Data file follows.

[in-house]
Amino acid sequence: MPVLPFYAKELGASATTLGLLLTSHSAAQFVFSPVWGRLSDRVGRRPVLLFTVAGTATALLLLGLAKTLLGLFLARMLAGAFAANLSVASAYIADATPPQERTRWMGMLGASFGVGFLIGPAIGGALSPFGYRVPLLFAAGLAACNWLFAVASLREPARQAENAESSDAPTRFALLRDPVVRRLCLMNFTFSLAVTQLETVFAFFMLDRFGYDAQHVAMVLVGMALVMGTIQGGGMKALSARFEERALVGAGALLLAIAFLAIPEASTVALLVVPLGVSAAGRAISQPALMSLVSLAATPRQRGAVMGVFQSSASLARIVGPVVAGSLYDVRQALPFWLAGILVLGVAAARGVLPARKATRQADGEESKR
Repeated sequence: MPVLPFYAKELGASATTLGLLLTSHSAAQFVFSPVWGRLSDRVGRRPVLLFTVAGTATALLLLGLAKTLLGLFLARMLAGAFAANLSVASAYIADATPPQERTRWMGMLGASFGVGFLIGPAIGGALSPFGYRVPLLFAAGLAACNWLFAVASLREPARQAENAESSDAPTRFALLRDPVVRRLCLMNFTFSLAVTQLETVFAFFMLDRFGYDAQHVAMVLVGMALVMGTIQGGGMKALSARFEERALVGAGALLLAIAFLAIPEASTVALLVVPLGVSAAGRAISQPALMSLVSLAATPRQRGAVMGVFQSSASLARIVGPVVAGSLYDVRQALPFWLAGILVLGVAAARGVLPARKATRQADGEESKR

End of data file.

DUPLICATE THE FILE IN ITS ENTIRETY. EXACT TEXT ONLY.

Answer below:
[in-house]
Amino acid sequence: MPVLPFYAKELGASATTLGLLLTSHSAAQFVFSPVWGRLSDRVGRRPVLLFTVAGTATALLLLGLAKTLLGLFLARMLAGAFAANLSVASAYIADATPPQERTRWMGMLGASFGVGFLIGPAIGGALSPFGYRVPLLFAAGLAACNWLFAVASLREPARQAENAESSDAPTRFALLRDPVVRRLCLMNFTFSLAVTQLETVFAFFMLDRFGYDAQHVAMVLVGMALVMGTIQGGGMKALSARFEERALVGAGALLLAIAFLAIPEASTVALLVVPLGVSAAGRAISQPALMSLVSLAATPRQRGAVMGVFQSSASLARIVGPVVAGSLYDVRQALPFWLAGILVLGVAAARGVLPARKATRQADGEESKR
Repeated sequence: MPVLPFYAKELGASATTLGLLLTSHSAAQFVFSPVWGRLSDRVGRRPVLLFTVAGTATALLLLGLAKTLLGLFLARMLAGAFAANLSVASAYIADATPPQERTRWMGMLGASFGVGFLIGPAIGGALSPFGYRVPLLFAAGLAACNWLFAVASLREPARQAENAESSDAPTRFALLRDPVVRRLCLMNFTFSLAVTQLETVFAFFMLDRFGYDAQHVAMVLVGMALVMGTIQGGGMKALSARFEERALVGAGALLLAIAFLAIPEASTVALLVVPLGVSAAGRAISQPALMSLVSLAATPRQRGAVMGVFQSSASLARIVGPVVAGSLYDVRQALPFWLAGILVLGVAAARGVLPARKATRQADGEESKR